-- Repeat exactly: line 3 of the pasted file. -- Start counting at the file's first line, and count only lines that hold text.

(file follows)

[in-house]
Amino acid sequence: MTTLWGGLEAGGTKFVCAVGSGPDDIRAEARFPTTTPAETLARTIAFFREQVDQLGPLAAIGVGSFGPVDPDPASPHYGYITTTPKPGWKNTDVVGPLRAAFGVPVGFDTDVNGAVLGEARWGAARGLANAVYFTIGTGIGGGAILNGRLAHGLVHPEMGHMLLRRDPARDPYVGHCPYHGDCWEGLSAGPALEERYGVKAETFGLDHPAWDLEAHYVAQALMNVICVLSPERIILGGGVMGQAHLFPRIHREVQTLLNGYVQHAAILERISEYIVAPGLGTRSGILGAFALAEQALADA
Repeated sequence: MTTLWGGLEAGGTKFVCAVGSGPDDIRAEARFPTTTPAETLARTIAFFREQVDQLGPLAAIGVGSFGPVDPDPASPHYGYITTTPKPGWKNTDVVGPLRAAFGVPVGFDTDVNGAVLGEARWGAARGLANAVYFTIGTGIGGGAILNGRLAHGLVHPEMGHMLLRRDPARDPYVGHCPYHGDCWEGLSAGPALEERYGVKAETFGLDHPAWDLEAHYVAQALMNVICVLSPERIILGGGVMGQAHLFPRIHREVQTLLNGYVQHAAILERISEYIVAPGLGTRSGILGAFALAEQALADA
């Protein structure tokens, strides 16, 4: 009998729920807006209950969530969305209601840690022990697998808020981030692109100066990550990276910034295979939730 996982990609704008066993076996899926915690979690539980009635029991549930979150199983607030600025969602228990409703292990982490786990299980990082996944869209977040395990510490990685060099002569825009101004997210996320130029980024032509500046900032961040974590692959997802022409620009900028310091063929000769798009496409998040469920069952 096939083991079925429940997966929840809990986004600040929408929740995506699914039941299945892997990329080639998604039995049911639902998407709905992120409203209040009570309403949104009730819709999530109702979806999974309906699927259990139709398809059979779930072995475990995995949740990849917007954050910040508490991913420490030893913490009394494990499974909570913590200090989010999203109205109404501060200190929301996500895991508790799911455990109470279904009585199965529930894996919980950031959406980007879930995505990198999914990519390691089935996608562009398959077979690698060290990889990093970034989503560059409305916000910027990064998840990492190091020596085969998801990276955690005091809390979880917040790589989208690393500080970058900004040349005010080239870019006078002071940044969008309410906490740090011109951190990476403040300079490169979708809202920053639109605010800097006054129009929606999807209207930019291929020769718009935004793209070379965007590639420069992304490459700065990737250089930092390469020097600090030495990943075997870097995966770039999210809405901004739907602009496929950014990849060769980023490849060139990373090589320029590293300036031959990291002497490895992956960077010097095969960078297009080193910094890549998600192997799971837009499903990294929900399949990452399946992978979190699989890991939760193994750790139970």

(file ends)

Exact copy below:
Repeated sequence: MTTLWGGLEAGGTKFVCAVGSGPDDIRAEARFPTTTPAETLARTIAFFREQVDQLGPLAAIGVGSFGPVDPDPASPHYGYITTTPKPGWKNTDVVGPLRAAFGVPVGFDTDVNGAVLGEARWGAARGLANAVYFTIGTGIGGGAILNGRLAHGLVHPEMGHMLLRRDPARDPYVGHCPYHGDCWEGLSAGPALEERYGVKAETFGLDHPAWDLEAHYVAQALMNVICVLSPERIILGGGVMGQAHLFPRIHREVQTLLNGYVQHAAILERISEYIVAPGLGTRSGILGAFALAEQALADA